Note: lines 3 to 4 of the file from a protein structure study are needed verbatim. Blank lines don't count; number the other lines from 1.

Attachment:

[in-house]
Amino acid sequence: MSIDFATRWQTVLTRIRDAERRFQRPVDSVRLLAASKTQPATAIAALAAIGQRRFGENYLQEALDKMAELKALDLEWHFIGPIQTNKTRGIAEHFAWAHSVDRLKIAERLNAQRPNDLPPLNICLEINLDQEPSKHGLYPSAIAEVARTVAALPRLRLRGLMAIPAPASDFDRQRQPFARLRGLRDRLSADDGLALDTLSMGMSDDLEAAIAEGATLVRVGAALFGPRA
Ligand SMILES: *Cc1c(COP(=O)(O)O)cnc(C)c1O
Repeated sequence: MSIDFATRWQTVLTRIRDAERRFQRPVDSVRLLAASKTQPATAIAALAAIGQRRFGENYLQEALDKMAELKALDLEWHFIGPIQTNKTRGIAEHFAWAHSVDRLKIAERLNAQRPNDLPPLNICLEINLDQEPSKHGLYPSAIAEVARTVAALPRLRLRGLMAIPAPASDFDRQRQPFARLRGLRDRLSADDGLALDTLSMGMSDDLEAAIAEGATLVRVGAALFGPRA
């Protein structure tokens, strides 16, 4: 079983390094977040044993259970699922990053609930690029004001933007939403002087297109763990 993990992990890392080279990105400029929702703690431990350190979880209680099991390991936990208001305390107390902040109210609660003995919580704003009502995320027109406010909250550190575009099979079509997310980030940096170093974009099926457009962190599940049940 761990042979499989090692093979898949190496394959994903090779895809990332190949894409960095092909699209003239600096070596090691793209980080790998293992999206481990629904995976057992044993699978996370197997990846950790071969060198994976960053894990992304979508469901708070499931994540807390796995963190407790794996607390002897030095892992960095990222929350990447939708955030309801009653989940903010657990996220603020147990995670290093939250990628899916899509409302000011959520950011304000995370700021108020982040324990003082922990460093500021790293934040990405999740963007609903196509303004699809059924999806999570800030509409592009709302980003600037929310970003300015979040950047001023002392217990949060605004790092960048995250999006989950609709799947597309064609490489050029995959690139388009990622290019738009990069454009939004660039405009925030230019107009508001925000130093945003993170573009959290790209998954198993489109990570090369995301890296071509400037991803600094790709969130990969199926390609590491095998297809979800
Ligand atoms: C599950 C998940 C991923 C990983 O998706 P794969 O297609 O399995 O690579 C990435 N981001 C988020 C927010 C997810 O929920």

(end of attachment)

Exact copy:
Ligand SMILES: *Cc1c(COP(=O)(O)O)cnc(C)c1O
Repeated sequence: MSIDFATRWQTVLTRIRDAERRFQRPVDSVRLLAASKTQPATAIAALAAIGQRRFGENYLQEALDKMAELKALDLEWHFIGPIQTNKTRGIAEHFAWAHSVDRLKIAERLNAQRPNDLPPLNICLEINLDQEPSKHGLYPSAIAEVARTVAALPRLRLRGLMAIPAPASDFDRQRQPFARLRGLRDRLSADDGLALDTLSMGMSDDLEAAIAEGATLVRVGAALFGPRA